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Quote:Well you can try a different word, but it isn't reason, it isn't a sound argument, and it isn't a theory based on the scientific method. It is anecdotal at best, and it is a resoundingly personal observation.Exactly which is why it would be extremely foolish of me to try and pass it off as anything more then a personal feeling. If I tried lobbying the idea that its proof of an afterlife I'd be making a huge mistake because its only evidence of anything if a person could experiance my exact perception.Quote:exactly, which makes what you claim a personal opinion, not an argument based on reasoning. rea‧son‧ing: the process of forming conclusions, judgments, or inferences from facts or premises. Quote:I don't take issue with your personal beliefs, I take issue with you identifying it as reasoning. I don't consider myself a freethinker either, mostly because I am a fairly intuitive thinker. But I don't mistake my personal, intuitive beliefs as being based on reason. I think it is an important distinction to make. I am sure I am being overly sensitive; but in the U.S.'s current political climate, I am quick to jump on people who misspeak. Saying something or wrapping opinions up in pretty semantic packages, does not make them fact, based on reason. Words are important, their meanings are important.You seem to be confusing reasoning with something else. Although I agree that what I'm talking about is clearly not fact.I know what I'm talking about isn't scientific but other terms I can't really fit it into as a negative. It does work off of a form of logic.Quote:log‧ic1.&nbsp &nbsp &nbsp &nbsp the science that investigates the principles governing correct or reliable inference.2.&nbsp &nbsp &nbsp &nbsp the system or principles of reasoning applicable to any branch of knowledge or study.I'm pretty sure that the first definition does not apply to my belief but the second below certainly does.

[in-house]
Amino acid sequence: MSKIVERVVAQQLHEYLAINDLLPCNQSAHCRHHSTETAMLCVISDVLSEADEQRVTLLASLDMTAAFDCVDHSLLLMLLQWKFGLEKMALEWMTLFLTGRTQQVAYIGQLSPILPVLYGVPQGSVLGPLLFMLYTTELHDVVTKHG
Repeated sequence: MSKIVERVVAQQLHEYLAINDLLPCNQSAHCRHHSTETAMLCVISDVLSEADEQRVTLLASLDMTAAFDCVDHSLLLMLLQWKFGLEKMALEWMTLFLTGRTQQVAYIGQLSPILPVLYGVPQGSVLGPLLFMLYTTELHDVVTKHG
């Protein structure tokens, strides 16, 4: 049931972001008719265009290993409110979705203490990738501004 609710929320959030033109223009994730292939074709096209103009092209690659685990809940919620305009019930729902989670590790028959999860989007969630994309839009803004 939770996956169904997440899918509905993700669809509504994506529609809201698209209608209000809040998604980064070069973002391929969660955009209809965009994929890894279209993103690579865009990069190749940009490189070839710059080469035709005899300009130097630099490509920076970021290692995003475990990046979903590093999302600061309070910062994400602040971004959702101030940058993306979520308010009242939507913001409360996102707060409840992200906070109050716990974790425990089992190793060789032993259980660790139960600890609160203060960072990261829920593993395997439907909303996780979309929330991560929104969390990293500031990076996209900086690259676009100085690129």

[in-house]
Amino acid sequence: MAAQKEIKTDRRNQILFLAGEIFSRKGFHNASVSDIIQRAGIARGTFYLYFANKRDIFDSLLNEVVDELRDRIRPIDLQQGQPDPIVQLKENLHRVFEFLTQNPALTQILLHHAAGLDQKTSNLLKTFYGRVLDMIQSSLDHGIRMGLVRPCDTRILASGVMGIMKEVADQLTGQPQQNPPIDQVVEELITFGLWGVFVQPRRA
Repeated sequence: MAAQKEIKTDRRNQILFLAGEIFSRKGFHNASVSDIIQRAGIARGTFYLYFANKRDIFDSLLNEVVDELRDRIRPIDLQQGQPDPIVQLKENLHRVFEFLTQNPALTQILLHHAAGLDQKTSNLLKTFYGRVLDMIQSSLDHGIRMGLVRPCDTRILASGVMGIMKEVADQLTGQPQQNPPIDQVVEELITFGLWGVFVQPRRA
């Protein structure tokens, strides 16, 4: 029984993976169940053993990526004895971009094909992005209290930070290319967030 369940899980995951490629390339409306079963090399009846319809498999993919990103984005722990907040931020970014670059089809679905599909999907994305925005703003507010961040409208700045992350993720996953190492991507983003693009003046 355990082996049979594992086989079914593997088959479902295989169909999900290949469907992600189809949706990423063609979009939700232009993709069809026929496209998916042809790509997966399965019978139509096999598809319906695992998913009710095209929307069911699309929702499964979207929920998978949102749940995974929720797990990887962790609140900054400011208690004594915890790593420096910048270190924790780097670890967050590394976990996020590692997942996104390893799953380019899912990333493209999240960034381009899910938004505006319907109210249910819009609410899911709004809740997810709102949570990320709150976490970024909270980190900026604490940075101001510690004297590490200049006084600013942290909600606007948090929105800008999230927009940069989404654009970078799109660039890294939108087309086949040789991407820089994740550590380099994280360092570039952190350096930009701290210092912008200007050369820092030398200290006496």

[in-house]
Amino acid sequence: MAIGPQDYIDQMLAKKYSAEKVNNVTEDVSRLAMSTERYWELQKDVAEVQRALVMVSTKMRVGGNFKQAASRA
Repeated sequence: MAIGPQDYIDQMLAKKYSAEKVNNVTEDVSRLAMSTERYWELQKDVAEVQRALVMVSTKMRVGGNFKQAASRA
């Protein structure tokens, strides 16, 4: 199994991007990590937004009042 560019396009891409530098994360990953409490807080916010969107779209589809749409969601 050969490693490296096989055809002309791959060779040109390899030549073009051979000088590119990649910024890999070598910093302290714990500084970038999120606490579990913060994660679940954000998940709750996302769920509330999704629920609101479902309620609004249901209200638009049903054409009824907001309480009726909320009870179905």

MaesterAuron151

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The method of reasoning was comparison, the branch of study was my own perception. I compared a known (forgotten dreams) with the concept of overal death and found that based on my perception the concept did not apear accurate thus there remains the possibility that my memorys will continue to exist or reassert themselve some time following my death. I also leave open the possibility that my perception is flawed and I simply lack the comprehension to understand oblivion. Edited by: MaesterAuron151 at: 11/28/06 7:05 pm